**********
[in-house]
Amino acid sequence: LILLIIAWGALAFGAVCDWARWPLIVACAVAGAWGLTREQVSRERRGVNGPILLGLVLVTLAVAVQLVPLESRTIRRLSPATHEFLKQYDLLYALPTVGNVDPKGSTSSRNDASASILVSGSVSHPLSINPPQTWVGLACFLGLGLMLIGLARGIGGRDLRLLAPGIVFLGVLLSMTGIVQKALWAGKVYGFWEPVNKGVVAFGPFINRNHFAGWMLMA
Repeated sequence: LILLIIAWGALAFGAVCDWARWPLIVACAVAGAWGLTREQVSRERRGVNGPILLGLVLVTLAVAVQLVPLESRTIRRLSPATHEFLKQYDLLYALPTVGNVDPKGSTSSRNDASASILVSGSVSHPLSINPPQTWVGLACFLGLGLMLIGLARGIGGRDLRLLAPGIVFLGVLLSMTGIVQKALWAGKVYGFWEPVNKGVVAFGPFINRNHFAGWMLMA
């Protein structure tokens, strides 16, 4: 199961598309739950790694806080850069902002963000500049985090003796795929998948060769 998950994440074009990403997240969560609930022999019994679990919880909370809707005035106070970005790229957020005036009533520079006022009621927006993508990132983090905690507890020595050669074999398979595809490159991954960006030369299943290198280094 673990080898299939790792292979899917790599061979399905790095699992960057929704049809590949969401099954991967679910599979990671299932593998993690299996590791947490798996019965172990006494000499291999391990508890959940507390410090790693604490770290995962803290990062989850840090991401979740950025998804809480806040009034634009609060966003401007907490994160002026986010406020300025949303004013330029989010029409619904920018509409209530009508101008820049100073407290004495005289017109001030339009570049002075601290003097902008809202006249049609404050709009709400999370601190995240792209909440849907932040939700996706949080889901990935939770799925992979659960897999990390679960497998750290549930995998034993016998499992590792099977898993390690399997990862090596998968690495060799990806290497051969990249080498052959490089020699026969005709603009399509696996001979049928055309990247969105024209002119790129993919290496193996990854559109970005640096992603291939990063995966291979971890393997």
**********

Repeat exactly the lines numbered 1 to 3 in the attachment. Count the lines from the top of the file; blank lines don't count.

[in-house]
Amino acid sequence: LILLIIAWGALAFGAVCDWARWPLIVACAVAGAWGLTREQVSRERRGVNGPILLGLVLVTLAVAVQLVPLESRTIRRLSPATHEFLKQYDLLYALPTVGNVDPKGSTSSRNDASASILVSGSVSHPLSINPPQTWVGLACFLGLGLMLIGLARGIGGRDLRLLAPGIVFLGVLLSMTGIVQKALWAGKVYGFWEPVNKGVVAFGPFINRNHFAGWMLMA
Repeated sequence: LILLIIAWGALAFGAVCDWARWPLIVACAVAGAWGLTREQVSRERRGVNGPILLGLVLVTLAVAVQLVPLESRTIRRLSPATHEFLKQYDLLYALPTVGNVDPKGSTSSRNDASASILVSGSVSHPLSINPPQTWVGLACFLGLGLMLIGLARGIGGRDLRLLAPGIVFLGVLLSMTGIVQKALWAGKVYGFWEPVNKGVVAFGPFINRNHFAGWMLMA